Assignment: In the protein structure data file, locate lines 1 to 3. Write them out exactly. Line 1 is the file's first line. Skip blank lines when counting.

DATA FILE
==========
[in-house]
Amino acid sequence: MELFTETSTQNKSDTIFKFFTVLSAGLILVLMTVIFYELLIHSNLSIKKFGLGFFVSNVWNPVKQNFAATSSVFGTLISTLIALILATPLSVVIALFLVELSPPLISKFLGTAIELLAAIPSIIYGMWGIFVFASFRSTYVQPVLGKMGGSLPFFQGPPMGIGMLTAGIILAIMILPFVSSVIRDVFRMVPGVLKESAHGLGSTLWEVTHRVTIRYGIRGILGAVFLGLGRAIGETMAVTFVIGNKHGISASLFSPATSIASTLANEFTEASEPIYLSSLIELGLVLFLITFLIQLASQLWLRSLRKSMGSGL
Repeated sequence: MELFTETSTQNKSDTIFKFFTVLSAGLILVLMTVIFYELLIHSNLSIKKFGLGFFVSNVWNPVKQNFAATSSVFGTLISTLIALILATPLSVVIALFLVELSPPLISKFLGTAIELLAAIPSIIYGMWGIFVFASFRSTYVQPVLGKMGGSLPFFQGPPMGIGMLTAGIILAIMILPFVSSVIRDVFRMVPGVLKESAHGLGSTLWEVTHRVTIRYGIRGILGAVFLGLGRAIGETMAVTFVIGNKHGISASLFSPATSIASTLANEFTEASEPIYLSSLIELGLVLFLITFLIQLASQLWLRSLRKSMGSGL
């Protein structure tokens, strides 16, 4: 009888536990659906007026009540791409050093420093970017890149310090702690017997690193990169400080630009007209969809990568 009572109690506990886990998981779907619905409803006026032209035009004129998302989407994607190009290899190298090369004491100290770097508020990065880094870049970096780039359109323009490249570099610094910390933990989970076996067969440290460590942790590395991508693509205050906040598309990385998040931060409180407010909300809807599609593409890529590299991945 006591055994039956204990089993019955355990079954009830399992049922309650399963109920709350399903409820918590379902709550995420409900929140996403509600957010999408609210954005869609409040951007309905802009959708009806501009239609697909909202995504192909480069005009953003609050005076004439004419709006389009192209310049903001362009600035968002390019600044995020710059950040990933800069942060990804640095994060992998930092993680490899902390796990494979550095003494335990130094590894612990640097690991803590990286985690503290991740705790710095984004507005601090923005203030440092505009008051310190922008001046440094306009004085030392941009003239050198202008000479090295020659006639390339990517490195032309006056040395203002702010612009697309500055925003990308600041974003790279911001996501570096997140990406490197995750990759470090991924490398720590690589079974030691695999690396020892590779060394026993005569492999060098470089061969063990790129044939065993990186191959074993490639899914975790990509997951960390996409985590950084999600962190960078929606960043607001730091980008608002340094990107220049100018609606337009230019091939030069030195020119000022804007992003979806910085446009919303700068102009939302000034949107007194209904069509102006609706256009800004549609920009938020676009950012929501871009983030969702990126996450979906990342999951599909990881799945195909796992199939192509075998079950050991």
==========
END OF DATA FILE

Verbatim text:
[in-house]
Amino acid sequence: MELFTETSTQNKSDTIFKFFTVLSAGLILVLMTVIFYELLIHSNLSIKKFGLGFFVSNVWNPVKQNFAATSSVFGTLISTLIALILATPLSVVIALFLVELSPPLISKFLGTAIELLAAIPSIIYGMWGIFVFASFRSTYVQPVLGKMGGSLPFFQGPPMGIGMLTAGIILAIMILPFVSSVIRDVFRMVPGVLKESAHGLGSTLWEVTHRVTIRYGIRGILGAVFLGLGRAIGETMAVTFVIGNKHGISASLFSPATSIASTLANEFTEASEPIYLSSLIELGLVLFLITFLIQLASQLWLRSLRKSMGSGL
Repeated sequence: MELFTETSTQNKSDTIFKFFTVLSAGLILVLMTVIFYELLIHSNLSIKKFGLGFFVSNVWNPVKQNFAATSSVFGTLISTLIALILATPLSVVIALFLVELSPPLISKFLGTAIELLAAIPSIIYGMWGIFVFASFRSTYVQPVLGKMGGSLPFFQGPPMGIGMLTAGIILAIMILPFVSSVIRDVFRMVPGVLKESAHGLGSTLWEVTHRVTIRYGIRGILGAVFLGLGRAIGETMAVTFVIGNKHGISASLFSPATSIASTLANEFTEASEPIYLSSLIELGLVLFLITFLIQLASQLWLRSLRKSMGSGL